Craving the Cowboy(67)

By: Liz Isaacson

Heather had assured him it was the most romantic thing he could possibly do—providing a place for her to live until they got married. Putting all the pieces in place so that all she had to do was work with horses and show up on their wedding day. But Dwayne wondered if everything he’d done to make her life as easy as possible would make her feel caged instead. Forced into the life he wanted her to have, not the one she wanted for herself.

After all, he’d promised her they’d talk about everything, make every decision together.

On his next pass through the kitchen, his eyes caught on the black ring box sitting on the single sheet of paper. He’d labored over both, spending long hours at the jewelry store here in Grape Seed Falls, and then driving to Austin to look in the bigger ring shops there. It had taken every ounce of his willpower to stay on the right highway and not head out to Marysville and ask Felicity what kind of diamond she liked.

Again, Heather had assured him that he’d done fine with the marquis cut, the thick gold band, the row of extra diamonds along the top of the ring.

Still, Dwayne couldn’t help feeling a little sick to his stomach. He picked up the ring box and cracked the lid, the sight of the diamond slightly soothing. He set the ring down and picked up the list he’d been working on. With every phone call Felicity made, he learned more and more about what kind of chores she liked, and which ones she’d probably rather have him do. He’d redone the list at least half a dozen times, but he was starting to feeling like he was getting pretty close to something he could present to her.

His mind raced, his emotions spiraled, and he picked up his phone. After it went to his sister’s voicemail, he said, “Tell me again why I can’t propose while I’m in Marysville for Christmas.”

Heather didn’t call him back once school ended. Oh, no. She appeared out at the ranch, darkening the doorway of the barn where he was putting away Stockton, the horse he’d been breaking since he’d finished with Payday.

“Proposing to her at Christmas is a bad idea, because it’ll forever pollute the holiday.”

Dwayne frowned and unlatched the cinch. “Pollute? Getting engaged is a good thing.” He was practically salivating to do it. “That makes it sound dirty.”

“Have you two discussed an engagement?” She took a step into the barn and held up one finger as if checking off a list. “No. Have you told her you’ve already bought a ring?” Another finger went up. “No. Have you so much as mentioned that you have The Loft reserved for September?”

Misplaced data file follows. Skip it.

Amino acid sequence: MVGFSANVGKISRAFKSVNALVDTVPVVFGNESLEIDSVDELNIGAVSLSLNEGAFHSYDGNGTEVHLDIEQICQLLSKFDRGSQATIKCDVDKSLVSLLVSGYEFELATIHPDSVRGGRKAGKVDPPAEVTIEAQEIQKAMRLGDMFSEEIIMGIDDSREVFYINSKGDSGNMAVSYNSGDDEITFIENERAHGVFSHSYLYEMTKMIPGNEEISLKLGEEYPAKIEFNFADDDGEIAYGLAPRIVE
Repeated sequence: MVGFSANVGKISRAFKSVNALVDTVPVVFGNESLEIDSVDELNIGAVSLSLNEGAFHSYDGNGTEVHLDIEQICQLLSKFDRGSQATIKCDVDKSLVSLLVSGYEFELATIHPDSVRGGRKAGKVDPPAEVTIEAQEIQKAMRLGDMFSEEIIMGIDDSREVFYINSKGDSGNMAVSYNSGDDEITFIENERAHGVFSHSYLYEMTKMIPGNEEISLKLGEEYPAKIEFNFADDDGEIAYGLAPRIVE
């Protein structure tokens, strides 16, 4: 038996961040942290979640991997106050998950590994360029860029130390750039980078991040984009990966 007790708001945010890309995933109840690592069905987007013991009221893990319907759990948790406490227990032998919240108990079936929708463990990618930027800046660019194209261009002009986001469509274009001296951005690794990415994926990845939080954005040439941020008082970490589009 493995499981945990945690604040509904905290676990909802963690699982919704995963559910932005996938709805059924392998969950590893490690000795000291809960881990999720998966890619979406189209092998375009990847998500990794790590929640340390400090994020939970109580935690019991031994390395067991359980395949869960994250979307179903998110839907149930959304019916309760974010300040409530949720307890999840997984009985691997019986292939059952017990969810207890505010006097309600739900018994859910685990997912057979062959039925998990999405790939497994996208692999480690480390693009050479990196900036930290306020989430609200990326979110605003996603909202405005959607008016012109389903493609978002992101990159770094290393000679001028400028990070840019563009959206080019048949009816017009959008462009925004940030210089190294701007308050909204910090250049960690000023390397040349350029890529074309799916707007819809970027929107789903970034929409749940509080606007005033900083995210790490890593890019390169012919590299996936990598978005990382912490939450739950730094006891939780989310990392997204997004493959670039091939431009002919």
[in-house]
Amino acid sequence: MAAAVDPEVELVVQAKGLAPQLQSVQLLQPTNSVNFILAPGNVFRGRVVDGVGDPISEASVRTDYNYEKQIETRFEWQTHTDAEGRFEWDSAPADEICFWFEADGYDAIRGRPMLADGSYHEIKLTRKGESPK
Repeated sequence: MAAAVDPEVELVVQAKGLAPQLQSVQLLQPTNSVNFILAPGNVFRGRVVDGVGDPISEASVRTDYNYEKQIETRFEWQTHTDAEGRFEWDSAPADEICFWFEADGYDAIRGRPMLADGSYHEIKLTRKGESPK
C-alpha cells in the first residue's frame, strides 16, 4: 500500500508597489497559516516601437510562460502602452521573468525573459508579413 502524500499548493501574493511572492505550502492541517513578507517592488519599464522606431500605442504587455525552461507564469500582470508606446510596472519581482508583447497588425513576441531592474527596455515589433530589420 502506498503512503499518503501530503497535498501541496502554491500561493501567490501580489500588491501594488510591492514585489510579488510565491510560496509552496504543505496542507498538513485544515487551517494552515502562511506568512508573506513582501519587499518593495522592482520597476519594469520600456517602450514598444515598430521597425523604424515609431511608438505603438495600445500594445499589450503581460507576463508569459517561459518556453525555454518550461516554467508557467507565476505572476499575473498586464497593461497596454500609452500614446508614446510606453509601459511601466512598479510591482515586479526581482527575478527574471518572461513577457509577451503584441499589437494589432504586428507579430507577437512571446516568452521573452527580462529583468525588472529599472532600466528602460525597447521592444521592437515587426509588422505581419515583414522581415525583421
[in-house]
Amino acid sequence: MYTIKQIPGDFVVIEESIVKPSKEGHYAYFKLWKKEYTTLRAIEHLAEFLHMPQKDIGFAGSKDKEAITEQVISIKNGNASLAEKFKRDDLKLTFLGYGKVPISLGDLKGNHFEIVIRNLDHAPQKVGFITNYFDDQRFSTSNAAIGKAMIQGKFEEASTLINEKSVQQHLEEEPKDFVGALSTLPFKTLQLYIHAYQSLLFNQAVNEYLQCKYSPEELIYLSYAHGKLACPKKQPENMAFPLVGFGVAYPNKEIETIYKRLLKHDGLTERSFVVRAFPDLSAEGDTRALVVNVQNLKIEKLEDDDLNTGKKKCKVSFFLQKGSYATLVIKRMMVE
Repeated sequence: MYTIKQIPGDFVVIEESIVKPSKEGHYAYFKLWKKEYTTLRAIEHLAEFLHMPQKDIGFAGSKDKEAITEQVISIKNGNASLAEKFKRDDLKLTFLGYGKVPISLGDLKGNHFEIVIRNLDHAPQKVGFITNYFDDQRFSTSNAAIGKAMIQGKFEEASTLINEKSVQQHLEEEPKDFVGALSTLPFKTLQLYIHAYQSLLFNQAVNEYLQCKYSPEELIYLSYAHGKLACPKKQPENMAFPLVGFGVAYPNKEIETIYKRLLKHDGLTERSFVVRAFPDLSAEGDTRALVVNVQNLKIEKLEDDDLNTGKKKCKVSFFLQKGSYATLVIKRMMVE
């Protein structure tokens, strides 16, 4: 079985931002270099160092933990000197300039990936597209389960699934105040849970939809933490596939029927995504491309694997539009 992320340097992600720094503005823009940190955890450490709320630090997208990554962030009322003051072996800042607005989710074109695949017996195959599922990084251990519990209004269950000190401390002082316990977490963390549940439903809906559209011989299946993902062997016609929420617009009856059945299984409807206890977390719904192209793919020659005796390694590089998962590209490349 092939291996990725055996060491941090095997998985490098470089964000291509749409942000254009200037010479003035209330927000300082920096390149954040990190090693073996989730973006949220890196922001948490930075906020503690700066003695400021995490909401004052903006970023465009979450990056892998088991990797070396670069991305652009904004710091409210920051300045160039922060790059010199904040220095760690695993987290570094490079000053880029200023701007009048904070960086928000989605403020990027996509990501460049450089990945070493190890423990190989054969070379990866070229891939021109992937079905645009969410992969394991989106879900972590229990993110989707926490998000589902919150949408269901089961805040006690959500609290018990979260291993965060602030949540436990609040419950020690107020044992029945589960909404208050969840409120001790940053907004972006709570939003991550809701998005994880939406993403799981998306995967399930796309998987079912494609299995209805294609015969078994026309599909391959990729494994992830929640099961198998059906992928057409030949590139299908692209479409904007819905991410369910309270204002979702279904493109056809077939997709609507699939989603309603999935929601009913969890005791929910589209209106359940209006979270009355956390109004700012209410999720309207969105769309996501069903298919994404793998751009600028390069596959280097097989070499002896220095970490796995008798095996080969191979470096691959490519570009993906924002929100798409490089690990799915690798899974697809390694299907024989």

Dwayne flinched and lifted his eyes from the saddle. “How did you find out about The Loft?”

“Please,” she said. “I work in an all-female building. When The Loft gets reserved, we all know about it.”

“Too presumptuous?”

“Definitely.” Heather grinned at him and crossed her arms. “Just talk to her already. You can discuss an engagement over the phone. Or in a text. You’re not breaking up with her.”

Dwayne shook his head. For some reason, he wanted the proposal to be a surprise. Probably because then Felicity couldn’t freak out, back out, and break his heart.

Christmas came, and Dwayne drove to Marysville, the ring box in his glove compartment. His nerves felt like someone had put them through a tree shredder—one he’d just used a couple of days ago to get rid of some debris around the ranch.

Heather had warned him not to propose at Christmas, but Dwayne wanted to bring the ring just in case. In case of what, he wasn’t sure.

He wiped his palms down his thighs as he walked toward the front door, and when Felicity opened the door and stepped onto the front porch, all his fears and doubts disappeared. “You’re more beautiful than I remember.” He swept her into his arms and lifted her right off her feet. “It’s so good to see you.”

She held onto his shoulders, tipped her head back, and laughed. “I’m so glad you made it.”

“How’s your mom feeling?”

“So much better,” Felicity said. “She’s got some sores in her mouth and nose, but that’s normal.” She leaned in closer. “She complains about the sour candy, but we all know she loves it.” The teasing sparkle in her dark eyes sent heat right through Dwayne.